Dramatic and engaging narratives have been shown to activate readers’ and listeners’ brains in several ways, including triggering the release of hormones that increase feelings of empathy and concern [Zak, 2015 ]. At the very least, stories allow readers, listeners and viewers to be transported into a different world where they can identify with characters in a story and where the emotions of characters resonate with them [Kaplan and Dahlstrom, 2017 ]. Furthermore, the elements of suspense and anticipation capture and keep our attention [Downs, 2014 ; Zak, 2015 ]. That could explain why, compared to non-narrative texts, stories are generally considered to be easier to process and understand, more persuasive, more memorable and more engaging [see e.g. Dahlstrom, 2014 ; Downs, 2014 ; Zebregs et al., 2014 ; De Graaf, Sanders and Hoeken, 2016 ]. This is equally true for science stories where audiences encounter the lived experiences of real people, i.e., scientists or research users who interact with scientific information or issues [Dahlstrom, 2014 ].

However, while storytelling can be effective at communicating science to various publics for various purposes, some scholars have raised significant concerns about the ethics of privileging storytelling over science-based reasoning in science communication [Dahlstrom, 2014 ; Kaplan and Dahlstrom, 2017 ; Dahlstrom and Scheufele, 2018 ]. Concerns take many forms: (1) stories are perceived to be subjective and could therefore taint or distort the objective nature of science; (2) stories are often associated with imaginary tales, fabrications and fiction; (3) stories are persuasive, but don’t have to provide evidence to back up claims; and (4) stories could mislead people when they believe the content without careful scrutiny [Dahlstrom and Ho, 2012 ; Kaplan and Dahlstrom, 2017 ].

Some scholars have also expressed concerns that storytelling is often employed by those whose agendas may be considered “anti-science”, such as interest groups that oppose childhood vaccinations [Cawkwell and Oshinsky, 2016 ]. However, a growing body of science communication researchers and practitioners argue that communicators need to overcome their “storyphobia” and recognise the power of stories to create an emotional connection with their audiences. Instead of shying away from emotions, communicators should think of stories as facts that are wrapped in emotions [Jones and Crow, 2017 ; Olson, 2009 ], and harness the communication potential of a partnership between science communication and storytelling [Martinez-Conde and Macknik, 2017 ]. Our paper presents generalised understandings of what makes effective storytelling in collaborative science communication projects between scholars and practitioners.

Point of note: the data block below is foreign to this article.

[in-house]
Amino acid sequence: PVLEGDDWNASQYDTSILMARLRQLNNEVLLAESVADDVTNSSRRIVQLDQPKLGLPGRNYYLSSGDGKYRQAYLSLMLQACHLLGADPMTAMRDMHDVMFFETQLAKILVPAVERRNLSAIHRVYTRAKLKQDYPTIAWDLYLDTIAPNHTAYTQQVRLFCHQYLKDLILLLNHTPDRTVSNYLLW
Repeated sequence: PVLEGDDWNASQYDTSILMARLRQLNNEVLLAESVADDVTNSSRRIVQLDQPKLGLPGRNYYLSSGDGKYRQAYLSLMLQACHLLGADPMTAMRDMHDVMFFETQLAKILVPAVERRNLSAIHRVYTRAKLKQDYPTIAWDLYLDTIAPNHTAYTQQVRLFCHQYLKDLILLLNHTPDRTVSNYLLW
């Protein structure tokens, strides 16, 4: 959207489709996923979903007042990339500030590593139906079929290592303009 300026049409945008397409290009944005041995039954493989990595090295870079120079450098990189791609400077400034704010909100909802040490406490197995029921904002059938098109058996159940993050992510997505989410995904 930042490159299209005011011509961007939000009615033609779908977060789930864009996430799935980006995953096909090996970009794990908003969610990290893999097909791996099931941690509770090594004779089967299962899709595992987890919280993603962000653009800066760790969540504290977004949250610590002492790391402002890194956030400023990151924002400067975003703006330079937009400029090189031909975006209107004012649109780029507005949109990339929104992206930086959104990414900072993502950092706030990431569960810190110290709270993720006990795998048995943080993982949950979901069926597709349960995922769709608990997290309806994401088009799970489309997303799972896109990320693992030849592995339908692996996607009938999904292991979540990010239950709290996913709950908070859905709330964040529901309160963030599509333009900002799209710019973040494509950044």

2 Scholar-practitioner collaborations and storytelling

This paper builds on the outcomes of the Bellagio science communication conference held in Italy, November 2017, 1 which brought together science communication practitioners and scholars, including the authors of this paper. One of the conference goals was to investigate the opportunities and benefits that arise when scholars and practitioners of science communication collaborate with each other. We identified storytelling projects as one of the major areas where collaboration occurs; some of the benefits associated with bringing scholars and practitioners together to work on storytelling activities in science communication have already been documented. For example, Miller [ 2008 ] points to work happening in the field of risk communication for research associated with storytelling that can apply directly to practice. He suggests that the ‘three translations’ work of Weingart and colleagues [ 2000 ] is a good starting point for those wishing to demonstrate the value of research for practice. This approach involves telling stories about science that connect with audiences and give them some efficacy in determining how they want to live. When offering advice for scholar-practice collaborations, Han and Stenhouse [ 2014 ] draw on their own collaborative experience of helping members of the environmental advocacy group, the Sierra Club, with their climate change communication work. Using findings from existing risk communication research on effective messaging, movement building and political advocacy, and data collected internally on the experiences of Sierra Club leaders, they developed a method to help the team create useful climate change narratives for the organisation. They advise scholars to consider proactive, rather than reactive research support for practitioners by shaping collaborations to help answer the “big questions” in the field, and moving activities beyond transactional relationships where scholars provide one-off services to practitioners [Han and Stenhouse, 2014 ].